As the impending winter approaches, many of us say “see ya later” to our trusty two-wheeled steeds in favour of planks of wood strapped under our feet. Some take the time to manicure their bikes. Others, however, choose to put them away dirty and decrepit, like a shovel after a rainy day planting flowers.
At some point there are critical components of your bike that require regular attention. Whether spring, summer, fall or winter (if you’re lucky enough to be able to ride year-round) here are some simple things you should do, or have your local tech do, so your bike continues to feel as fresh as the day you bought it. —Chris Wall, The Shop at Blue Mountain
Over time (and through heating) the fluid in your brakes gets dirty and starts to develop air bubbles. A common clue that your brakes are in need of bleeding is when they start to give you an inconsistent feel, or they simply don’t have the power they once did. Get your brakes bled if your bike is presenting these issues.
Did you know many fork manufacturers suggest a service interval of about 15 hours, and once a year for air can seals on a trail bike air shock? I’m not saying that you have to adhere strictly to those guidelines, but getting the lubricating oil in your lowers changed will make a big difference to they way your bike handles terrain on the trail. With greater fork sensitivity comes less vibrations in your hands, which correlates to your upper body, head, and eyes. This means if your fork is long overdue for service you may not be seeing the trail as well as you could.
It’s the transmission of your beloved friend. Without your gears functioning correctly you’re not maximizing your ability to translate all that power you’ve build up from hours of riding. Get your drivetrain degreased, cleaned, and re-lubed often. These parts wear out over time, but keeping them clean of dirt, and grit will help prolong the inevitable.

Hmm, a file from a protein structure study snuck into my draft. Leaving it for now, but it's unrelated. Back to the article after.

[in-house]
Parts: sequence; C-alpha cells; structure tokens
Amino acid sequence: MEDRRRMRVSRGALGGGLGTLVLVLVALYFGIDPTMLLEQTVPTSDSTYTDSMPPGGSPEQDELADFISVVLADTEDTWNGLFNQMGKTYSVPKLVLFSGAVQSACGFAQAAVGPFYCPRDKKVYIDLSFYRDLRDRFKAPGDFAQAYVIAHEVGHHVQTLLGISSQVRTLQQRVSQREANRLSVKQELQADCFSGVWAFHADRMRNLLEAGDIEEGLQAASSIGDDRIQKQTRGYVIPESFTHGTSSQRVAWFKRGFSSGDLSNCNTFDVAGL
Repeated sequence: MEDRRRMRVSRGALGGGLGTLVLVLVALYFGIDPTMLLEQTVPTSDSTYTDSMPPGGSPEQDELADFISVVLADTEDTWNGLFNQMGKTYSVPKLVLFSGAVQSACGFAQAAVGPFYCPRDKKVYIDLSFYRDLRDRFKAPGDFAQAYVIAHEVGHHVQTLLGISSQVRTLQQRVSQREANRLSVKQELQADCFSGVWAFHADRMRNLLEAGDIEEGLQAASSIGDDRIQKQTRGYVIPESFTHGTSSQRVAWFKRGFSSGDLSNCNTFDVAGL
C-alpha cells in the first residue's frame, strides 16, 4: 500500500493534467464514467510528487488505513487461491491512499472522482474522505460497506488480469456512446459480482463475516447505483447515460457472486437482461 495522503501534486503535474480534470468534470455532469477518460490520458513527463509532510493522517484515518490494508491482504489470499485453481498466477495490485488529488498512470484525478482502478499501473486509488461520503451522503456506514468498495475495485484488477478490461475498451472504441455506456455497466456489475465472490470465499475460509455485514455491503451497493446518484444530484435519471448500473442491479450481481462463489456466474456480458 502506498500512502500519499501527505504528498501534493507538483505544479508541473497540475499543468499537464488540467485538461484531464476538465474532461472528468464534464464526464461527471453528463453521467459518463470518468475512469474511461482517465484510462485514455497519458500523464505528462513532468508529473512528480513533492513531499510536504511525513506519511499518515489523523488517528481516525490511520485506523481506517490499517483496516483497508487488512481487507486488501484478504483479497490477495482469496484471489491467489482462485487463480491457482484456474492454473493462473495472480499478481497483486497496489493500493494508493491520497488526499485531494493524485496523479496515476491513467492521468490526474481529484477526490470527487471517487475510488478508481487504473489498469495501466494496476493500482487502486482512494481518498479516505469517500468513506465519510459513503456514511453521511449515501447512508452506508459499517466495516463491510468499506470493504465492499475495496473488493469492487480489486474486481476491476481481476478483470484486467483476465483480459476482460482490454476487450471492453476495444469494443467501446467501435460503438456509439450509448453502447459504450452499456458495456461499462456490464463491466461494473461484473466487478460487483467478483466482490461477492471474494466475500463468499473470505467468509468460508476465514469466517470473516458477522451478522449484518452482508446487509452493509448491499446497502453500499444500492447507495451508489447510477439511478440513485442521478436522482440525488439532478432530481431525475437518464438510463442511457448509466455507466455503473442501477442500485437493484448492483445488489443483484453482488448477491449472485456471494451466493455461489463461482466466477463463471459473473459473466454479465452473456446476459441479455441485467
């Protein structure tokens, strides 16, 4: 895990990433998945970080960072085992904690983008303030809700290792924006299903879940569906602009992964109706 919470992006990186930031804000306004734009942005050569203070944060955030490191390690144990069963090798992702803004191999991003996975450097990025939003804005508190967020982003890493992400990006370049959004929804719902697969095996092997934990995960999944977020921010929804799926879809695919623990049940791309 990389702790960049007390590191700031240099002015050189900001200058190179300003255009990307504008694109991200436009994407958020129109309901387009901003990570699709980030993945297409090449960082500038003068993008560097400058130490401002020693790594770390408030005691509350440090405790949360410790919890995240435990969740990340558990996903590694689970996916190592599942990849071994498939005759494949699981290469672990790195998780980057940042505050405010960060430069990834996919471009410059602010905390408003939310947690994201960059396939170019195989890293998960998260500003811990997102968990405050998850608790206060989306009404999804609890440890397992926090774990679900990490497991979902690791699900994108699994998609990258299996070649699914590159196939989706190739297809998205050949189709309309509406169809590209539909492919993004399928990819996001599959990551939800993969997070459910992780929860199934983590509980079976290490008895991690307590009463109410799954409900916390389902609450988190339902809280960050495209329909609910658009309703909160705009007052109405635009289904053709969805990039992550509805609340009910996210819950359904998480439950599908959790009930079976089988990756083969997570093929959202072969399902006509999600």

All those pivots are moving parts working in unison to help absorb the terrain you’re throwing at it. Riding in dirt, dust, sand or even on roads can force contaminants into those moving parts and start to wear them. Similarly to your forks, if you’re linkage is all bunged up with dirt, it won’t function properly. This again translates to your body having to do more work.
5. Headset/Bottom Bracket
Think about how many rotations your bottom bracket makes during a ride, or how much lateral load your headset bearings endure during a punishing ride. Like so many other parts on a bike, they are not immune to grime and grit. Get them cleaned and re-greased. The small expense it will cost outweighs the cost of buying new ones.
As with anything, the amount of service or “upkeep” you have to do on your bike is dependent on how much you actually get to ride. As with cars, sometimes you don’t even notice a change in the ride characteristic until you get the work done. I have had countless people tell me that their bike feels night-and-day after we do suspension service, or they tell me they are more confident in their riding because they trust their brakes after a bleed. Spend the money (or if you’re handy do it yourself) and get this stuff done so you can keep the smile on your face that your bike gives you.
Learn how to pack for a multi-day mountain bike expedition here:
Every Gram Counts: Packing for a 5-Day Bike Adventure